Therapeutic decision making in a new drug era in multiple sclerosis

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3 Scopus citations


Multiple sclerosis is a presumed autoimmune, inflammatory disease of the central nervous system. Since the early 1990s, medications have been devised, tested, and approved for relapsing forms of multiple sclerosis (MS). MS treatments work by altering the immune system to reduce inflammatory MS activity, thus curtailing clinical relapses (attacks), thereby reducing short-term disability related to the MS attacks. The promise of long-term improvement in MS-related disability remains the most desirable therapeutic goal; to what degree current MS therapies are effective in reducing this is controversial. Recent years have seen a surge in novel MS therapies delivered both parenterally and orally that offer new therapeutic alternatives to MS patients and their treating providers. It remains essential to make an unequivocal diagnosis of MS and identify its clinical course prior to initiating therapies. Switching and altering MS therapies can now be done by rational approaches based on therapeutic efficacy and tolerability; however, these remain nonevidence-based for the most part. The high cost of MS therapies remains a significant concern. A new therapeutic era is at hand offering new hope for patients affected by this chronic, frequently disabling disease.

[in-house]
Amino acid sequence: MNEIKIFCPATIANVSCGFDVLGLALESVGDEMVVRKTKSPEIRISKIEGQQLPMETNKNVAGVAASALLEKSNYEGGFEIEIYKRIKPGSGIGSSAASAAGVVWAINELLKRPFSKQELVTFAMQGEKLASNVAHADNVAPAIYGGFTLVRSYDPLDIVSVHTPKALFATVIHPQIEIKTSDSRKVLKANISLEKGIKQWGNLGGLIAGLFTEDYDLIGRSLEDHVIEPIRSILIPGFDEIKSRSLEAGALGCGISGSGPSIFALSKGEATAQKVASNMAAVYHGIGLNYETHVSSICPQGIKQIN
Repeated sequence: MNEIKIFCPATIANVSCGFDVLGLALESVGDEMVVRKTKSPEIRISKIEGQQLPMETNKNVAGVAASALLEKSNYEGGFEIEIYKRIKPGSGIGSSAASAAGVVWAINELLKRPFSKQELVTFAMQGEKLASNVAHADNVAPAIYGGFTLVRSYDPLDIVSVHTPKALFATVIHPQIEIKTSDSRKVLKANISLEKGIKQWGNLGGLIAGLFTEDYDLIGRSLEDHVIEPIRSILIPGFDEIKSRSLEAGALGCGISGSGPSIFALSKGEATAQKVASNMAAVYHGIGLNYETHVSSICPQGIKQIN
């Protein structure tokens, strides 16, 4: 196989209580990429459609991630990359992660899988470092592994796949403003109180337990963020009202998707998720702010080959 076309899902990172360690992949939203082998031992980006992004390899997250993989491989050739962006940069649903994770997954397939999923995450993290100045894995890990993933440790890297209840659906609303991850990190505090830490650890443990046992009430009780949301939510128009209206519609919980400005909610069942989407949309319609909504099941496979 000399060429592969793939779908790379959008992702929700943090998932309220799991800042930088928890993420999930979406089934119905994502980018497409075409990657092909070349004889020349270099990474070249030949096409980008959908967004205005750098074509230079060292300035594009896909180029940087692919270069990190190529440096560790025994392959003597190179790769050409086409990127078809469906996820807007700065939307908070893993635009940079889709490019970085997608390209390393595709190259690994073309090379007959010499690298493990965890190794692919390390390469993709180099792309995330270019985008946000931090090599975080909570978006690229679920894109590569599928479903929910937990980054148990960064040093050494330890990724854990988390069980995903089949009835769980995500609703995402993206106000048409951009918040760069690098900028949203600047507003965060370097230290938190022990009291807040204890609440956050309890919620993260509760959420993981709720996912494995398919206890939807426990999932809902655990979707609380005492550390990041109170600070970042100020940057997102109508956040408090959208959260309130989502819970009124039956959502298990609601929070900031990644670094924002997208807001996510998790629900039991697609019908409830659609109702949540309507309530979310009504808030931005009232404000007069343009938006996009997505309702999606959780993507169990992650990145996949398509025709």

Original languageEnglish (US)
Pages (from-to)5-12
Number of pages8
JournalSeminars in Neurology
Issue number1
StatePublished - 2013


  • diagnosis
  • multiple sclerosis (MS)
  • therapy

ASJC Scopus subject areas

  • Neurology
  • Clinical Neurology


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